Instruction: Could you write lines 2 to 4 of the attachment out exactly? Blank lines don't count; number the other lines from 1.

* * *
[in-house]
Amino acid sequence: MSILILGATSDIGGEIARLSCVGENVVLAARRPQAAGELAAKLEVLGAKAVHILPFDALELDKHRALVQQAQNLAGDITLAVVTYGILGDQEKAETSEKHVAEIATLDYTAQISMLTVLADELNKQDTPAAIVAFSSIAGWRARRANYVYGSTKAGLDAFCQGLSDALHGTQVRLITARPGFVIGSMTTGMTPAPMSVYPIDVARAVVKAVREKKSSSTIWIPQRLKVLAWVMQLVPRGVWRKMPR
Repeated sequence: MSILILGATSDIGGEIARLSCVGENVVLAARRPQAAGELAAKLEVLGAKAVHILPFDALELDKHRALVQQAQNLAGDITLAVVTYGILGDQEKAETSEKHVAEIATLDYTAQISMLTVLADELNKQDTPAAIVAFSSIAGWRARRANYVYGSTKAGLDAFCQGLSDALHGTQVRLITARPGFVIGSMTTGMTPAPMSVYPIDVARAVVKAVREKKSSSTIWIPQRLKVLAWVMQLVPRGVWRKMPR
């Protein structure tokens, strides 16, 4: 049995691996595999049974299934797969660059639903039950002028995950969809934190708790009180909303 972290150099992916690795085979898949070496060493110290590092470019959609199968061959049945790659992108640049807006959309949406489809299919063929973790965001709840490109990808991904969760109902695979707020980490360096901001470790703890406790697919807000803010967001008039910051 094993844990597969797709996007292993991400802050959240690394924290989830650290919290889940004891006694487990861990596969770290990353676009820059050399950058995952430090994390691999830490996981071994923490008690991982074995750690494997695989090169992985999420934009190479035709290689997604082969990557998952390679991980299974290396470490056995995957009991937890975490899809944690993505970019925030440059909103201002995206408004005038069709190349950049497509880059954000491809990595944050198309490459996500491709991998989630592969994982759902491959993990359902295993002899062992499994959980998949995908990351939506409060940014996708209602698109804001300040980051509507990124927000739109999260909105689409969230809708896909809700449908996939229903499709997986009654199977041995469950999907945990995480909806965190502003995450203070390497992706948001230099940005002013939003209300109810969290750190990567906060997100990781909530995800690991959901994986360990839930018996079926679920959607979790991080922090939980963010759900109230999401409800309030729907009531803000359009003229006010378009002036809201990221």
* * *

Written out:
Amino acid sequence: MSILILGATSDIGGEIARLSCVGENVVLAARRPQAAGELAAKLEVLGAKAVHILPFDALELDKHRALVQQAQNLAGDITLAVVTYGILGDQEKAETSEKHVAEIATLDYTAQISMLTVLADELNKQDTPAAIVAFSSIAGWRARRANYVYGSTKAGLDAFCQGLSDALHGTQVRLITARPGFVIGSMTTGMTPAPMSVYPIDVARAVVKAVREKKSSSTIWIPQRLKVLAWVMQLVPRGVWRKMPR
Repeated sequence: MSILILGATSDIGGEIARLSCVGENVVLAARRPQAAGELAAKLEVLGAKAVHILPFDALELDKHRALVQQAQNLAGDITLAVVTYGILGDQEKAETSEKHVAEIATLDYTAQISMLTVLADELNKQDTPAAIVAFSSIAGWRARRANYVYGSTKAGLDAFCQGLSDALHGTQVRLITARPGFVIGSMTTGMTPAPMSVYPIDVARAVVKAVREKKSSSTIWIPQRLKVLAWVMQLVPRGVWRKMPR
């Protein structure tokens, strides 16, 4: 049995691996595999049974299934797969660059639903039950002028995950969809934190708790009180909303 972290150099992916690795085979898949070496060493110290590092470019959609199968061959049945790659992108640049807006959309949406489809299919063929973790965001709840490109990808991904969760109902695979707020980490360096901001470790703890406790697919807000803010967001008039910051 094993844990597969797709996007292993991400802050959240690394924290989830650290919290889940004891006694487990861990596969770290990353676009820059050399950058995952430090994390691999830490996981071994923490008690991982074995750690494997695989090169992985999420934009190479035709290689997604082969990557998952390679991980299974290396470490056995995957009991937890975490899809944690993505970019925030440059909103201002995206408004005038069709190349950049497509880059954000491809990595944050198309490459996500491709991998989630592969994982759902491959993990359902295993002899062992499994959980998949995908990351939506409060940014996708209602698109804001300040980051509507990124927000739109999260909105689409969230809708896909809700449908996939229903499709997986009654199977041995469950999907945990995480909806965190502003995450203070390497992706948001230099940005002013939003209300109810969290750190990567906060997100990781909530995800690991959901994986360990839930018996079926679920959607979790991080922090939980963010759900109230999401409800309030729907009531803000359009003229006010378009002036809201990221």